B.C. vehicles lined up to head south into Washington State.

PST hike for transit may push Metro shoppers east into Fraser Valley

Business 'leakage' a concern on cars, big ticket items if Metro Vancouver tax hike referendum passes

A 0.5 per cent additional sales tax levied just in Metro Vancouver would spur more consumers to shop outside the region, raising questions over how the proposed tax will be implemented.

So-called “leakage” of spending east to the Fraser Valley or south to the U.S. is a concern, Metro mayors admit, and is likely to be most acute for businesses in areas close to the TransLink boundaries – Langley, Maple Ridge and South Surrey.

“One group that should be in favour is the Abbotsford Chamber of Commerce,” said Jordan Bateman of the Canadian Taxpayers Federation. “They should be popping champagne corks right now. The Bellingham Chamber of Commerce should be over the moon.”

The proposed tax will go to a regional referendum in the spring if the province consents.

RELATED: Metro mayors vote to hold transit sales tax hike referendum

Metro board chair Greg Moore questions how many residents would spend 30 minutes extra in traffic to save $5 on a $1,000 new TV.

But the extra half point PST would add $175 to the cost of a $35,000 car and New Car Dealers Association of B.C. president Blair Qualey says that could be enough to push some business out of the region.

“Even a half point can make a difference competitively if you’re on one side of the line or not,” he said. “People will drive down to the U.S. to save $3 on a brick of cheese or carton of milk.”

He said the PST hike, if approved, would be a particular blow to several new luxury car dealerships that have just been built in Langley by dealers unaware such a tax was coming.

Qualey also wonders if the tax would will be tacked on to the private vehicle sales tax on used cars.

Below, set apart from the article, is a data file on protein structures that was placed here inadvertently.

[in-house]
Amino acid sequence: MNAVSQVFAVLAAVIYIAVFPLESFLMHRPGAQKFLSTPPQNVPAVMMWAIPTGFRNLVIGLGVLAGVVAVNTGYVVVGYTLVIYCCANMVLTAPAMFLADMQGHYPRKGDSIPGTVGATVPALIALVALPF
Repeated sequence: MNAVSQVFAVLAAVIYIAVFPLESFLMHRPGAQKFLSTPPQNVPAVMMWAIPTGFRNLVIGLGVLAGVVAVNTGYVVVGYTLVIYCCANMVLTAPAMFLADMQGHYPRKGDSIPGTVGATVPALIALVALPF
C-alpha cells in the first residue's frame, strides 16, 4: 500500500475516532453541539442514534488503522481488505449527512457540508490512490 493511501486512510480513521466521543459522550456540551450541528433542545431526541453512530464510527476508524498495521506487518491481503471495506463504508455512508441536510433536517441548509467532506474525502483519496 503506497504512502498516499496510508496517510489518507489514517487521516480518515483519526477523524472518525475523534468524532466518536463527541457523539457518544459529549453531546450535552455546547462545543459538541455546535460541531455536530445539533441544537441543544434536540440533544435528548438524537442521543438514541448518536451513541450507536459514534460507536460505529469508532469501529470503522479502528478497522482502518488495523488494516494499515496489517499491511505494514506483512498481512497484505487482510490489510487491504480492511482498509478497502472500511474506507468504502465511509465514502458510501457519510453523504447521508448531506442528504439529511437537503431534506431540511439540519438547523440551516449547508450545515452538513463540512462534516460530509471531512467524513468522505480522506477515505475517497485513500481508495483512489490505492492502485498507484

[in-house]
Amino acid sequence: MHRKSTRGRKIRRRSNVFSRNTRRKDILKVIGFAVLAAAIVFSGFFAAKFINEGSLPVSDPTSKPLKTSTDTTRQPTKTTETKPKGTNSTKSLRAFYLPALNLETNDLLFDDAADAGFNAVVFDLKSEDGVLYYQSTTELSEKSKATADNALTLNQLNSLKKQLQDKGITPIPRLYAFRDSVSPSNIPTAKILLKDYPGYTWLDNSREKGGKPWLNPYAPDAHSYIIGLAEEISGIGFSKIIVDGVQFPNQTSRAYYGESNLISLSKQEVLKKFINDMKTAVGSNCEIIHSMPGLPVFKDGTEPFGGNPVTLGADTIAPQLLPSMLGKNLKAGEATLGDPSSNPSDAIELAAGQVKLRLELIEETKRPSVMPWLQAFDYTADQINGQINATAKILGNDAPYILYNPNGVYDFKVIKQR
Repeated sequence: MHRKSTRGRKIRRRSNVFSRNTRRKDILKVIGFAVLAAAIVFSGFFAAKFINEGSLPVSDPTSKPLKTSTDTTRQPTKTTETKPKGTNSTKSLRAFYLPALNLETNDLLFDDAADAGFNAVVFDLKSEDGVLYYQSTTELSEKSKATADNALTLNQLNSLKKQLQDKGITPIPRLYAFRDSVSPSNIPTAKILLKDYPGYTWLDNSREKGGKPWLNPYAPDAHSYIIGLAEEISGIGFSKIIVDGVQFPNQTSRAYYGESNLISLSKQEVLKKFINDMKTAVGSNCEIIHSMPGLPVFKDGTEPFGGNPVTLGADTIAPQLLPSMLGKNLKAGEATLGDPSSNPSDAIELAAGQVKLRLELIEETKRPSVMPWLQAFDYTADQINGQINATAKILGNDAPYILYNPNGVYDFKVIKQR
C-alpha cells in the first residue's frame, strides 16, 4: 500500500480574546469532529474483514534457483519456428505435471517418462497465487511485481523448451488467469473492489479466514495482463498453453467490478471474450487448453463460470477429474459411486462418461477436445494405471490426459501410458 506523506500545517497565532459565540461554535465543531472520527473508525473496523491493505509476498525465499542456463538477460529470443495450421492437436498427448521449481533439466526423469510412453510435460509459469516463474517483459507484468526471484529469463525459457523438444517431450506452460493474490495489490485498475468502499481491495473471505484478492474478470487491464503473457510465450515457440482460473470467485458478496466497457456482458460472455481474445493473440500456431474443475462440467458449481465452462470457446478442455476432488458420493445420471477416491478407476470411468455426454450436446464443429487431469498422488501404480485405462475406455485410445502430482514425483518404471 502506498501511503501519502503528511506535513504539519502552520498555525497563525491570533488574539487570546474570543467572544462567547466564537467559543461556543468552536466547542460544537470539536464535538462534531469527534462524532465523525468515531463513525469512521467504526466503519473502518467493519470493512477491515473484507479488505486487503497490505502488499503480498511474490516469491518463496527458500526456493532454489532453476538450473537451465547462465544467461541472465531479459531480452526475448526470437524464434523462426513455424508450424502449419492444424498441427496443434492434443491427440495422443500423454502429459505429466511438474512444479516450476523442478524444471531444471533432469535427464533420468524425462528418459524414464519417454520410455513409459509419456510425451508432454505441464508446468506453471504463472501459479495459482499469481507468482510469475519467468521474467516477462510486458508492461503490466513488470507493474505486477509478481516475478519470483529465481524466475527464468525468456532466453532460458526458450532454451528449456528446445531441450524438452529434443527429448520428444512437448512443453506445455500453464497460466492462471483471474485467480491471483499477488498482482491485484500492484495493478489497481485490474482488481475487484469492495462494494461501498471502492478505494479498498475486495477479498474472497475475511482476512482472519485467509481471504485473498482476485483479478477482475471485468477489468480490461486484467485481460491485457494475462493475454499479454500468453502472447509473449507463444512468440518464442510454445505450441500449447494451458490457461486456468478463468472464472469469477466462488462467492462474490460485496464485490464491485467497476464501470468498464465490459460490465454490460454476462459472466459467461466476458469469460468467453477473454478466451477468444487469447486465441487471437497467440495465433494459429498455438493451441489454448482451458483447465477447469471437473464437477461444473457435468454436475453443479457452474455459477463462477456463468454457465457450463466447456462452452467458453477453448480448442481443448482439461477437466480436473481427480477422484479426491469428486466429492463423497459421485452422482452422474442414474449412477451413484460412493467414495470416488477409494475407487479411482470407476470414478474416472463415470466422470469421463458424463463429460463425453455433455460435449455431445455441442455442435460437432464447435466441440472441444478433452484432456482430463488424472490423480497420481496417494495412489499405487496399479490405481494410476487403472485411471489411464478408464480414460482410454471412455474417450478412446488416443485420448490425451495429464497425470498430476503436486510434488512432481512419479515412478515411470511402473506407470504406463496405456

He’d like vehicle purchases to be exempted altogether from any new sales tax for transit and will raise that with the province.

“The devil’s in the details and we don’t know whether it’s well thought out or sound or anything at this point,” he said, adding car dealers haven’t been consulted.

Mayors council chair Richard Walton said a blanket exemption for vehicles is one option that may be considered.

Alternatively, he said, Metro Vancouverites might be charged the new tax on vehicles based on their residency, forcing them to pay the extra half point even if they buy in the Fraser Valley.

“That’s up for the province to decide,” Walton said.

Transportation Minister Todd Stone said leakage is a concern for businesses in areas such as Langley, adding the province needs to consider how to address those concerns.

“There will be impacts no matter which source you go with,” Stone said.

The tax would make Metro Vancouver the first region in Canada where residents pay more sales tax than the rest of their province.

But other differential taxes in the region already distort business.

Most notorious is the 17 cent a litre TransLink gas tax, which creates an added incentive for some motorists to fill up in the U.S. and cross-border shop at the same time.

A regional carbon tax – which also had been under consideration but was rejected – would have had much the same effect.

Metro mayors decided the 0.5 per cent sales tax was the fairest way to raise the required $250 million per year, estimating it will cost the average household $125 annually.

One advantage of using the sales tax is it also captures some spending by tourists and other visitors from elsewhere in B.C., reducing the burden on locals.

Fraser Valley residents going to a Canucks game or Vancouver Islanders coming for a concert will all contribute.

An annual levy of $170 on every registered vehicle was also considered and rejected, because its estimated impact on the average household was higher – $230 per year – and was seen as unfairly punishing just one group of users: drivers.

Families with two or more vehicles would have paid more than average, likely hitting households in areas with poor transit service the hardest.

Raising the PST half a point is estimated to cost the poorest households less than $50 annually.

That lower estimate is because existing PST exemptions – including food, shelter, kids’ clothes and medicine – would also apply on the sales tax increase for transit.

The typical Metro Vancouver home already pay $250 a year in property tax to TransLink, on top of municipal property taxes, and mayors refuse to rely more heavily on that source.

They do still aim to pursue a road pricing system over the longer term that would reform the current practice of tolling one new bridge at a time.

The PST increase would, if approved by voters, take effect around April 2016.

The referendum requires a 50 per cent plus one majority across the region to pass.

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